August is traditionally the month when Paris shuts down, as locals take off to their coastal and country retreats, shuttering many shops and restaurants in their wake. While no longer the ghost town it once was at this time of year, Paris nevertheless still slows to a lazier pace in the final weeks of summer.
It’s a beautiful time of year to visit, especially if you’ve been to Paris several times and are now craving a more leisurely sojourn, one of aimlessly strolling the sun-baked cobbled streets by day and picnicking the long balmy evenings away.
To enhance that easy-going experience, add the following ideas to your pared-back itinerary:
Many of your favourite restaurants might be closed for much of August, so check in advance on any that you have your heart set on visiting, and adjust expectations accordingly. And be prepared for a little serendipity and spontaneity — eating wherever takes your fancy at the time.
More ideal still, considering the warm weather and long, sunny nights, is a picnic …
Click here for the best al fresco eating spots. And make your Parisian picnic all the more perfect by packing a few advance essentials into your luggage: a lightweight rug, paper plates and wooden cutlery, a few reusable glasses, and a bottle opener.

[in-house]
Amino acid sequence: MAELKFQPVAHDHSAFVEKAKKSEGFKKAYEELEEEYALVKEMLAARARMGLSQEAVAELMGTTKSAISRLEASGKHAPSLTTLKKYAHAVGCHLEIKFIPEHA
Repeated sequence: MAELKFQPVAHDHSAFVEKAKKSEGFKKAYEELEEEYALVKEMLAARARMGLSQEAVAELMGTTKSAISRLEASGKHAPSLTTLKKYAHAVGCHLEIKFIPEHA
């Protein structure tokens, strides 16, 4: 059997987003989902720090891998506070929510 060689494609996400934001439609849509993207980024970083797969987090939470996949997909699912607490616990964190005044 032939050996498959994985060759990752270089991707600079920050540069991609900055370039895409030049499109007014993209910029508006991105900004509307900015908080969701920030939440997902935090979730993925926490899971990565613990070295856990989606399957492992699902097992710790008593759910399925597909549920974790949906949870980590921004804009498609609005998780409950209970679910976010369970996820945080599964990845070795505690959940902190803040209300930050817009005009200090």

Most tourist sites remain open for the month, although in keeping with your quest for a quieter Parisian holiday, explore the city’s smaller-scale museums, which are brimful of charm. You’ve probably seen the Louvre and the Musée d’Orsay anyway, or perhaps find them sensorially over-stimulating!
The littler Parisian museums that are balms to the soul include: the Musée de la Vie Romantique, a bucolic ode to George Sand and her Romantic friends, set in the sweetest cottage by a rose-garden café …
… the Musée de Montmartre, a complex featuring the district’s oldest manor, one-time artist studios and gorgeous gardens (complete with a glasshouse café and Renoir-esque swing) …
… and Musée Delacroix, where the lauded painter lived and worked in the mid-nineteenth century, and where the atelier garden has been reimagined in line with the artist’s original vision …
Make sure to check all museum websites for opening days and times, as well as conditions of entry.